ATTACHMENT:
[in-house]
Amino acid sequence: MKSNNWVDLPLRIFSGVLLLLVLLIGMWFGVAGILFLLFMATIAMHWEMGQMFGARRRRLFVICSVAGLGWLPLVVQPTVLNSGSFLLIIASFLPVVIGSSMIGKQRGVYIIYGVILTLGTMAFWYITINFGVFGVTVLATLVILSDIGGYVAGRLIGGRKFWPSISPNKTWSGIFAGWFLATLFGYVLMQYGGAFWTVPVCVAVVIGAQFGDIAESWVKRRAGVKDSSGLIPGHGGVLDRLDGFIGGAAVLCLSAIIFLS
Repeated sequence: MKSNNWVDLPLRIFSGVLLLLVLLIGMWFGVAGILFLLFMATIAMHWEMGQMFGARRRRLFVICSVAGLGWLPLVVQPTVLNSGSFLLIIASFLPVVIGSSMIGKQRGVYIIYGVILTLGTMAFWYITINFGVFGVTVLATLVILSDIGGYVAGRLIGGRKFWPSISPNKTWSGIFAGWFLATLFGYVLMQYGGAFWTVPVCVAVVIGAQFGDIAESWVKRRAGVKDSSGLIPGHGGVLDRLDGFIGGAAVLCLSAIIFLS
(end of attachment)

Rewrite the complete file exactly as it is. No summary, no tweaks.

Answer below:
[in-house]
Amino acid sequence: MKSNNWVDLPLRIFSGVLLLLVLLIGMWFGVAGILFLLFMATIAMHWEMGQMFGARRRRLFVICSVAGLGWLPLVVQPTVLNSGSFLLIIASFLPVVIGSSMIGKQRGVYIIYGVILTLGTMAFWYITINFGVFGVTVLATLVILSDIGGYVAGRLIGGRKFWPSISPNKTWSGIFAGWFLATLFGYVLMQYGGAFWTVPVCVAVVIGAQFGDIAESWVKRRAGVKDSSGLIPGHGGVLDRLDGFIGGAAVLCLSAIIFLS
Repeated sequence: MKSNNWVDLPLRIFSGVLLLLVLLIGMWFGVAGILFLLFMATIAMHWEMGQMFGARRRRLFVICSVAGLGWLPLVVQPTVLNSGSFLLIIASFLPVVIGSSMIGKQRGVYIIYGVILTLGTMAFWYITINFGVFGVTVLATLVILSDIGGYVAGRLIGGRKFWPSISPNKTWSGIFAGWFLATLFGYVLMQYGGAFWTVPVCVAVVIGAQFGDIAESWVKRRAGVKDSSGLIPGHGGVLDRLDGFIGGAAVLCLSAIIFLS